I assume they kept some there for the next eight years, though, since it took that long to build Wabash County’s second, current, courthouse. I haven’t been able to figure out where the courts metin the meantime, but by 1879, everything was operational in Wabash’s new structure. Benjamin V. Enos, an Indianapolis architect, designed it to feature every modern amenity then known, including gas lights and a gas generator in the basement. That’s what brings us up to the square being lit- no, not with Patrón and Monty No. 2s like LeBron might enjoy in Miami. Electricity!
Early in 1880, officials had been toying with arc-lamps provided by the Bruch Electric Light Company. On March 31, workers hung four 3,000-candle lamps from the top of the courthouse, running two telegraph wires down the side to the basement where they were connected to a 12-horsepower steam generator. “The people stood almost breathless, overwhelmed with awe, as if in the presence of the supernatural…, “ contemporary journalists breathlessly wrote, not about my new courthouses posts every Monday, but about the electrically-lit city center. “The strange, weird light, exceeded in power only by the sun, rendered the square as light as midday. Men fell on their knees, groans were uttered at the sight and many were dumb with amazement….It drove the darkness back and out of the entire city of Wabash so that now the people could see to read on nearly all of the city’s streets by night5”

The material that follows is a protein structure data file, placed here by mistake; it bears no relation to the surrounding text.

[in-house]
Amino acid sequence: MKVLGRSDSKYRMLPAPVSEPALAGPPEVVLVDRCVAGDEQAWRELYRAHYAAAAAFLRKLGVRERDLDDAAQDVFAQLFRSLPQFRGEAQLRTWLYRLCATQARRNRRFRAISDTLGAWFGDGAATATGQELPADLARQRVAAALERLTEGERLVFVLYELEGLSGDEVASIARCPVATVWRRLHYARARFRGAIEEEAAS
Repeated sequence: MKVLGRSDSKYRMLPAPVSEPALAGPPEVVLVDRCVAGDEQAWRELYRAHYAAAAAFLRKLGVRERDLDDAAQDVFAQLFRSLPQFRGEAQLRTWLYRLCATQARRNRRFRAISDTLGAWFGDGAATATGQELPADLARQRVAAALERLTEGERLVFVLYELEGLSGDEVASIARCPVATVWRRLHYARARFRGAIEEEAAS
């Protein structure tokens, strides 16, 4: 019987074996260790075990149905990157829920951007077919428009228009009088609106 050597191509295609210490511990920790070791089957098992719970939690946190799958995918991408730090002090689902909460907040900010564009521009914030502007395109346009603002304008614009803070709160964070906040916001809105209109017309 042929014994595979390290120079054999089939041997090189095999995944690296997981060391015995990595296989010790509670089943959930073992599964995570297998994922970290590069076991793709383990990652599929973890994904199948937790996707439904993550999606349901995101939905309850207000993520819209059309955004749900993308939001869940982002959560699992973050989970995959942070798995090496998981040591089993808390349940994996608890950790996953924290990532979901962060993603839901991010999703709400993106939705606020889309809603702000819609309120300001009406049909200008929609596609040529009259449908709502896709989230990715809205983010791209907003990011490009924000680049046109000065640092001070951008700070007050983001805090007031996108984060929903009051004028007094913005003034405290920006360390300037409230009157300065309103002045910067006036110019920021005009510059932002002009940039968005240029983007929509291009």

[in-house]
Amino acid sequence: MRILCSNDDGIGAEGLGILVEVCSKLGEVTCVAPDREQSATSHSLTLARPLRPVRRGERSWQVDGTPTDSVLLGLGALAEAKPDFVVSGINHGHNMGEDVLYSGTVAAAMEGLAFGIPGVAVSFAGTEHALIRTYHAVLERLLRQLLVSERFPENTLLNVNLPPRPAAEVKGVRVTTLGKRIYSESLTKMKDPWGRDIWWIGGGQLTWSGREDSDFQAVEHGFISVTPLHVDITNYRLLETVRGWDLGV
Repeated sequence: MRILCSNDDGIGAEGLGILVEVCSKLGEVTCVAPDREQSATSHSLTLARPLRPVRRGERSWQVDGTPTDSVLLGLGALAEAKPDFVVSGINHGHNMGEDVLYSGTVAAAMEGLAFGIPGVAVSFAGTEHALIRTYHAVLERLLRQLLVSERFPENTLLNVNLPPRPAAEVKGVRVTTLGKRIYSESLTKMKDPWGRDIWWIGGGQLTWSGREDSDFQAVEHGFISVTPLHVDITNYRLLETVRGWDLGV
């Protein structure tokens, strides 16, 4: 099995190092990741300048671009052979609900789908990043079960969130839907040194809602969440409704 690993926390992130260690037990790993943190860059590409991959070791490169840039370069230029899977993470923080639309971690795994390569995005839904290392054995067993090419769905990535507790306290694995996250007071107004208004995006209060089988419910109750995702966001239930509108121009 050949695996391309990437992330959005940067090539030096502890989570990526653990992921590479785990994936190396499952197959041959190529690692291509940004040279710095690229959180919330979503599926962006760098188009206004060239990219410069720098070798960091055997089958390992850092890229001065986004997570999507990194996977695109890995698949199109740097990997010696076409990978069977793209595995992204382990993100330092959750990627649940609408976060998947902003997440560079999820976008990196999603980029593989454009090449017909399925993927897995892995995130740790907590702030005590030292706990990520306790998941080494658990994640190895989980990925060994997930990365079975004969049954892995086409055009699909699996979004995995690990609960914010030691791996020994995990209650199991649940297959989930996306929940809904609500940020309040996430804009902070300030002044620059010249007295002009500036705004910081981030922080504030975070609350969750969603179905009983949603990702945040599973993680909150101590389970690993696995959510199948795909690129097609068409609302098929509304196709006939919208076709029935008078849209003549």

Clearly the lighting system worked, and it illuminated the town from high above the courthouse’s hill for the following eight years6. Looking at the courthouse itself, it might seem pretty intricate, but its actually sort of sedate in comparison to its brethren across Indiana, minus some Renaissance detailing. Perhaps most strikingly, the building’s sandstone cornice, sills, quoins, and entry porches contrast the red brick that makes up its walls, an effect used strikingly in the Johnson and Gibson County courthouses. The clock tower features a number of bells and whistles that could easily be called delicate7, but the building’s interior belays its spartan design, featuring a metal grand staircase, stamped ceilings, and simple, walnut woodwork. If you go, make sure to check out the building’s lobby, where one of the original Bruch arc lights is on display. At some point, a number of chimneys were removed from the roofline, as you can see in my old postcard.